Profet Video Premiere:
Holy Ship - »Tau«
Profet's Chief Ideologue invites you to a discussion about what the word »psychedelic« actually means, to celebrate the world premiere of Holy Ship's video for »Tau«. What has the word turned into? Has it left its original state and travelled through different definitions to new ground? Dissect, deflect and deplete, while watching Holy Ship's brand new video, as first seen here on Profet.
In other scribblings for Profet, I’ve mentioned the recent overuse of the word »psychedelic«, an abuse that has imminently led further away from a clarification of what the word actually means. Is the word even used when describing something other than music, vivid colours or certain de-legalized substances? In my recent interview with Kenny Håkansson, Swedish psych legend and member of the now reunited group Baby Grandmothers, I mentioned how »psychedelic« has become a fashion word without particular point or meaning. Anything with a fuzzy guitar sound and blurry vocals is crowned »psychedelic«, and future generations won’t have a clue about what the term originally referred to. For all it’s worth, I myself am not even sure about it, because I am a product of modern music journalism and its overtaking of words.
I ask Jonatan Westh, the brain behind Holy Ship (only one of a few Stockholm based acts with the word »holy« in their names who have been described as »psychedelic«) who shows the world his new video today through Profet, about what »psychedelic« means to him, and to what extent he believes the word resonates with what he is attempting to do with Holy Ship.
His immediate response shows that he, like many others, instantly thinks I’m asking about psychedelic music, when I’m actually eager to know what the word itself means to him.
»For me psychedelic music means a more free form of structure and instrumentation than conventional pop music stands for« Westh says. »The lyrics (if there are any) together with the music is more abstract and will put you in a mode rather than tell you an direct story. Holy Ship is my own platform where I can explore and experiment with soundscapes and ideas without any compromises or rules that often comes with a band.«
So, if psychedelic music is free in its nature – which it must be since so many types of music can be classified under this never ending umbrella of a genre – how would the music itself be perceived if it hadn’t received that specific tag? If, for example, Holy Ship wouldn’t be stapled as a psychedelic act, if Westh in fact would have no description at all linked to his tunes, would people still then think of it as being psychedelic? Is psychedelia today only existent in the eyes (or ears) of the beholder or is it a universal feeling that we don’t have the capacity to fully explain?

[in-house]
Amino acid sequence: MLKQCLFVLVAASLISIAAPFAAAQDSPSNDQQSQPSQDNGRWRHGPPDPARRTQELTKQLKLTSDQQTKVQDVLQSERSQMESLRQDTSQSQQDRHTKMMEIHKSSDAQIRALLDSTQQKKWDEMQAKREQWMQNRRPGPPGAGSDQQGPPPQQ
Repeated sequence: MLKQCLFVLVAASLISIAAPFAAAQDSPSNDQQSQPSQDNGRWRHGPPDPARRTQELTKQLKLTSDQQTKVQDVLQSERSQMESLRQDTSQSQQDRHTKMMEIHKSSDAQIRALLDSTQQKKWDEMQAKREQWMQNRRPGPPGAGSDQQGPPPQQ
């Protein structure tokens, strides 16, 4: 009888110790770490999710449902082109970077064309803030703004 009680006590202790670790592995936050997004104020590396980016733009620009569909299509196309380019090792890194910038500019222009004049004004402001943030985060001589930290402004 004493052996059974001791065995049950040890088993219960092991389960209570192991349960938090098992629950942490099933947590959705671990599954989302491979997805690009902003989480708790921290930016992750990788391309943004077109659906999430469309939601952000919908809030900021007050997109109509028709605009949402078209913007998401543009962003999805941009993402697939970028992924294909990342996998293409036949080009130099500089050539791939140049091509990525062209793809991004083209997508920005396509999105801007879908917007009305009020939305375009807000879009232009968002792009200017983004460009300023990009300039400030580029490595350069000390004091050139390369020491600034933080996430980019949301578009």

»Personally I really don’t like to label music« says Westh. »I understand that you have to do that, but in my point of view that goes against the idea of letting the music be free from structures and forms. In the other way it could help people to find your music if they are searching for that kind of genre where your music is categorized. I personally am inspired by a wide range of genres. One song from my coming EP is inspired by Brasillian Bossa Nova à la Antônio Carlos Jobim , where another song is inspired by early Hip Hop à la Public Enemy.«
Although he states that he is personally against the use of labels or genres when it comes to music, Jonatan Westh accentuates his influences by using existing explanations. Of course I understand that this is a standardized method of communication, utilizing common ground for us to stand on and fully recollect the messages we are sending each other, consciously or otherwise. That is not my point, it is already clear to me that genres are a pattern set up for the cause of understanding one another. My wish is to investigate the meaning of the word »psychedelic« and why it has turned into an undefined musical genre instead of something personally divine, taking place within the depths of a person’s mind.
But, I guess we´re talking about psychedelic music in this article, so let’s stick to that. I ask Jonatan Westh if he thinks there is an existing Swedish psychedelic scene, and if yes, whether he sees himself as a part of it, and if no, whether he would like there to be one.
»I don’t think there is an existing psychedelic scene right now in Sweden, if there was there would be more festivals with that theme and more of that kind of music in the clubs. But the interest for psych music has definitely grown over the years, where labels like Höga Nord put out a lot of good stuff related to psych music. Sweden has a long history of great bands in the psych scene with bands like Baby Grandmothers, Älgarnas Trädgård and Träd Gräs och Stenar.«
»It would be nice with a ‘scene’, cause that means it would be more openings to perform live in front of an audience who understands and welcomes sonic experimentations and abstract soundscapes. If it happens, I don’t think this scene ever will make it big, it will be something that goes on under the radar.«
Perhaps this is Jonatan Westh’s definition of the word »psychedelic«, something abstract, worthy of experimenting with. In the end, psychedelia refers to the mind itself, and the immense powers it holds.